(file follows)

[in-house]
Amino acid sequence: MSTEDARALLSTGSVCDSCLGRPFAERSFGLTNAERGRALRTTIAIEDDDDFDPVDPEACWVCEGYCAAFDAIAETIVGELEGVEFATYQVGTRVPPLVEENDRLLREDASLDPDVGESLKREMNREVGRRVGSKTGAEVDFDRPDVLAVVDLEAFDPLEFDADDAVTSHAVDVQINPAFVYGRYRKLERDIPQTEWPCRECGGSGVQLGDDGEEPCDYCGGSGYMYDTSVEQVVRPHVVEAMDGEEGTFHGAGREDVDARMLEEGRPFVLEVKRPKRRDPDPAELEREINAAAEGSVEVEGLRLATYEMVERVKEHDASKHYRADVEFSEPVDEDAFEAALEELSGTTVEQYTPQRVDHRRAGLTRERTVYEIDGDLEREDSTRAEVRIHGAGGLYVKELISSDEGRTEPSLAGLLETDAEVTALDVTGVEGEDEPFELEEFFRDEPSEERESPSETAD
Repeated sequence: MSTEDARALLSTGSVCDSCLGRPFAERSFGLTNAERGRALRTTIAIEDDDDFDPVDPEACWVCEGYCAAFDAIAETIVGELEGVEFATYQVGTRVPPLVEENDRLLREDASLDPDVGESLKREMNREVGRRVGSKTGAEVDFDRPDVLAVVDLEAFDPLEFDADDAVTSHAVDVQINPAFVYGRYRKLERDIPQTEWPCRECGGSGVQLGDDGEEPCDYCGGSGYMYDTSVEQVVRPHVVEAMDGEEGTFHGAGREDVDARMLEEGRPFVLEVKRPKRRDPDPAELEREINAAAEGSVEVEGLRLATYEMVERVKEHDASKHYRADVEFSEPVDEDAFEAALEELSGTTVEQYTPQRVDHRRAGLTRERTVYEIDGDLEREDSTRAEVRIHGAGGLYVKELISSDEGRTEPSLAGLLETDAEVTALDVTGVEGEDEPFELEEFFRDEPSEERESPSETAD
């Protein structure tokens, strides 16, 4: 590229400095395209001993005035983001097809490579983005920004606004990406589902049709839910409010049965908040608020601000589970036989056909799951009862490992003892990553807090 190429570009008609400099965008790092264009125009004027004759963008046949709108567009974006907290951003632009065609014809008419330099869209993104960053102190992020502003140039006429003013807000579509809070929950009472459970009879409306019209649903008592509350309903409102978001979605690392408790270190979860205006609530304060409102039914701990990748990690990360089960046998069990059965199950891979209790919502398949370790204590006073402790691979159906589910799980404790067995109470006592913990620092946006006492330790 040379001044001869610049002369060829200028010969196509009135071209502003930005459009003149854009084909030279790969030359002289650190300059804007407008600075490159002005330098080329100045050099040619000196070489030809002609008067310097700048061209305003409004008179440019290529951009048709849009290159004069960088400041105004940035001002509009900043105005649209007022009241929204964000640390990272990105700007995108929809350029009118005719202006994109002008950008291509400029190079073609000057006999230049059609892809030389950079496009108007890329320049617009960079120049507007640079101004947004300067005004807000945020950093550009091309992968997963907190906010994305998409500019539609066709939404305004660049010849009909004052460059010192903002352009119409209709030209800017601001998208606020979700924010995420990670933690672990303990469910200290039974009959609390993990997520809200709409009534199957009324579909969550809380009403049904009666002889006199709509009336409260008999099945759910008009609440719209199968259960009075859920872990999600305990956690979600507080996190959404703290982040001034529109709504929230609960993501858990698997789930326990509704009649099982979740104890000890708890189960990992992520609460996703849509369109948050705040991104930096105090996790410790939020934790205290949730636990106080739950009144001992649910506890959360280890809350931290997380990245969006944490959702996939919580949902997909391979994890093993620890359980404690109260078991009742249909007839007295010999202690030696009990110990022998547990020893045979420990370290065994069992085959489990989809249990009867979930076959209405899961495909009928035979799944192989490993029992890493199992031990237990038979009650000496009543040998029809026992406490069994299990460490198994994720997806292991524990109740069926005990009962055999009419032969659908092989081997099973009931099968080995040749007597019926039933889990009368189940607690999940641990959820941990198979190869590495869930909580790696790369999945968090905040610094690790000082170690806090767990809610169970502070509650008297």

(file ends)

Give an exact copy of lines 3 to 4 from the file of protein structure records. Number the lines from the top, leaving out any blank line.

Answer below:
Repeated sequence: MSTEDARALLSTGSVCDSCLGRPFAERSFGLTNAERGRALRTTIAIEDDDDFDPVDPEACWVCEGYCAAFDAIAETIVGELEGVEFATYQVGTRVPPLVEENDRLLREDASLDPDVGESLKREMNREVGRRVGSKTGAEVDFDRPDVLAVVDLEAFDPLEFDADDAVTSHAVDVQINPAFVYGRYRKLERDIPQTEWPCRECGGSGVQLGDDGEEPCDYCGGSGYMYDTSVEQVVRPHVVEAMDGEEGTFHGAGREDVDARMLEEGRPFVLEVKRPKRRDPDPAELEREINAAAEGSVEVEGLRLATYEMVERVKEHDASKHYRADVEFSEPVDEDAFEAALEELSGTTVEQYTPQRVDHRRAGLTRERTVYEIDGDLEREDSTRAEVRIHGAGGLYVKELISSDEGRTEPSLAGLLETDAEVTALDVTGVEGEDEPFELEEFFRDEPSEERESPSETAD
């Protein structure tokens, strides 16, 4: 590229400095395209001993005035983001097809490579983005920004606004990406589902049709839910409010049965908040608020601000589970036989056909799951009862490992003892990553807090 190429570009008609400099965008790092264009125009004027004759963008046949709108567009974006907290951003632009065609014809008419330099869209993104960053102190992020502003140039006429003013807000579509809070929950009472459970009879409306019209649903008592509350309903409102978001979605690392408790270190979860205006609530304060409102039914701990990748990690990360089960046998069990059965199950891979209790919502398949370790204590006073402790691979159906589910799980404790067995109470006592913990620092946006006492330790 040379001044001869610049002369060829200028010969196509009135071209502003930005459009003149854009084909030279790969030359002289650190300059804007407008600075490159002005330098080329100045050099040619000196070489030809002609008067310097700048061209305003409004008179440019290529951009048709849009290159004069960088400041105004940035001002509009900043105005649209007022009241929204964000640390990272990105700007995108929809350029009118005719202006994109002008950008291509400029190079073609000057006999230049059609892809030389950079496009108007890329320049617009960079120049507007640079101004947004300067005004807000945020950093550009091309992968997963907190906010994305998409500019539609066709939404305004660049010849009909004052460059010192903002352009119409209709030209800017601001998208606020979700924010995420990670933690672990303990469910200290039974009959609390993990997520809200709409009534199957009324579909969550809380009403049904009666002889006199709509009336409260008999099945759910008009609440719209199968259960009075859920872990999600305990956690979600507080996190959404703290982040001034529109709504929230609960993501858990698997789930326990509704009649099982979740104890000890708890189960990992992520609460996703849509369109948050705040991104930096105090996790410790939020934790205290949730636990106080739950009144001992649910506890959360280890809350931290997380990245969006944490959702996939919580949902997909391979994890093993620890359980404690109260078991009742249909007839007295010999202690030696009990110990022998547990020893045979420990370290065994069992085959489990989809249990009867979930076959209405899961495909009928035979799944192989490993029992890493199992031990237990038979009650000496009543040998029809026992406490069994299990460490198994994720997806292991524990109740069926005990009962055999009419032969659908092989081997099973009931099968080995040749007597019926039933889990009368189940607690999940641990959820941990198979190869590495869930909580790696790369999945968090905040610094690790000082170690806090767990809610169970502070509650008297």